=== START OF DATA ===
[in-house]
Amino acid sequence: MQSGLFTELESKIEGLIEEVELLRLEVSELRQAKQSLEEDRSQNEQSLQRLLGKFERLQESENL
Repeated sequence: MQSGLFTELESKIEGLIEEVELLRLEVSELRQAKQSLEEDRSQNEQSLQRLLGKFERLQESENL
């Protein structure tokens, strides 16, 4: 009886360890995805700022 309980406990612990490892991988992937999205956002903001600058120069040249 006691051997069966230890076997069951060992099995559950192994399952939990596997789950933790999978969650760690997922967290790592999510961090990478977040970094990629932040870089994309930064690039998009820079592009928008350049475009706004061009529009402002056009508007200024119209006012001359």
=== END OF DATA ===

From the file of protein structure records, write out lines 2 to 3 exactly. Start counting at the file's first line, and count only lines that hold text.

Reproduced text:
Amino acid sequence: MQSGLFTELESKIEGLIEEVELLRLEVSELRQAKQSLEEDRSQNEQSLQRLLGKFERLQESENL
Repeated sequence: MQSGLFTELESKIEGLIEEVELLRLEVSELRQAKQSLEEDRSQNEQSLQRLLGKFERLQESENL